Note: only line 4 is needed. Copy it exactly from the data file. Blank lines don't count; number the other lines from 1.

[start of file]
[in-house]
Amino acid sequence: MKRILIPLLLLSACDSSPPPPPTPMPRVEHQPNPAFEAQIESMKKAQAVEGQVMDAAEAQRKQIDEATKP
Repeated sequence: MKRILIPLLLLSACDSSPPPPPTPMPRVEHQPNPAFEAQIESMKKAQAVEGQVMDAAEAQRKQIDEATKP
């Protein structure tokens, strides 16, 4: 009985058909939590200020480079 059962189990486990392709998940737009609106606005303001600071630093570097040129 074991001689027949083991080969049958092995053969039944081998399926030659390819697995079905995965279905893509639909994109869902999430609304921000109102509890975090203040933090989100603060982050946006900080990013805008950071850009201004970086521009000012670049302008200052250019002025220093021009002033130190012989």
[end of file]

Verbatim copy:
């Protein structure tokens, strides 16, 4: 009985058909939590200020480079 059962189990486990392709998940737009609106606005303001600071630093570097040129 074991001689027949083991080969049958092995053969039944081998399926030659390819697995079905995965279905893509639909994109869902999430609304921000109102509890975090203040933090989100603060982050946006900080990013805008950071850009201004970086521009000012670049302008200052250019002025220093021009002033130190012989």